Chayei Sarah

“And he said, ‘God of my master Abraham, make something favourable happen to me today and do a kindness for my master Abraham’” Genesis 24:12


Following the burial of Sarah, Abraham tasks Eliezer his servant with finding a wife for Isaac and sends him back to his birthplace with camels and treasures. 
As Eliezer’s journey concludes and evening draws near, he brings the camels to a water source and begins to pray. Nothing unusual in that we might think, Torah is filled with prayers. 

But this prayer, as Eliezer waits, is a little different, for perched right above the Hebrew vayomar, “and he said”, is a rare cantillation mark, a shalshelet. This mark occurs just four times in Torah and has an extended and stuttering melody. What is it doing sat there above the introduction to Eliezer’s prayer?

Midrash tells us that Eliezer had offered Abraham his own daughter as a bride for Isaac but was refused. And so, we find ourselves standing with Eliezer at the well waiting to find a suitable bride. The daylight is fading, but nightfall and the new day have yet to make themselves known. 

Eliezer, Abraham, Isaac and the, as yet unnamed, young woman are all standing in the “in-between”, in a moment of becoming. Abraham awaits a new daughter-in-law, Isaac is to become a husband, Rebecca is emerging into womanhood and Eliezer has a decision to make. He prays. Will he stay here with Abraham’s camels and wait, or will he return, empty-handed?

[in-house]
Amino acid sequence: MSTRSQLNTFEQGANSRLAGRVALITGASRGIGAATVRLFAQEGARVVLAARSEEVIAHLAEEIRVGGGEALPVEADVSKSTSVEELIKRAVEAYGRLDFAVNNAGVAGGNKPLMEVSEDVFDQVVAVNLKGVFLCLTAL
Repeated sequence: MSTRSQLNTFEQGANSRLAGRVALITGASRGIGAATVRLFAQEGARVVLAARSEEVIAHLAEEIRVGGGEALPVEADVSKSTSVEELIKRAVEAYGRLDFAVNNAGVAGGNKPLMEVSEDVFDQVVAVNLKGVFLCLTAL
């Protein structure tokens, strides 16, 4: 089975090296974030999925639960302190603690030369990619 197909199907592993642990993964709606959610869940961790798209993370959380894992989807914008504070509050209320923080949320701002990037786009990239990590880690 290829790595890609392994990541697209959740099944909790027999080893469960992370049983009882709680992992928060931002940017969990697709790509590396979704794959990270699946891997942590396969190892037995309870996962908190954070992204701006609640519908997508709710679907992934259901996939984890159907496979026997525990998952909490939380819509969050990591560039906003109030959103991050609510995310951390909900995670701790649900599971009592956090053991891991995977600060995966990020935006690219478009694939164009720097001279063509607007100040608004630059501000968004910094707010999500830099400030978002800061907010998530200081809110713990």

Perhaps he is wondering what could have been had Abraham accepted his offer. Indeed, might Abraham change his mind if a suitable wife can’t be found? If he secures a wife for Isaac, is he acting against his own interests? What a difficult position to find oneself!

How often are we too in a place where we have to decide the best course of action, sometimes making decisions that appear to be against our short-term interests? Perhaps we, like Eliezer at the well, need at these times to offer a prayer of stuttering pause. A prayer of watchful waiting. A prayer where we ask ourselves what we are willing to give up in the now, to ensure a promise for tomorrow.

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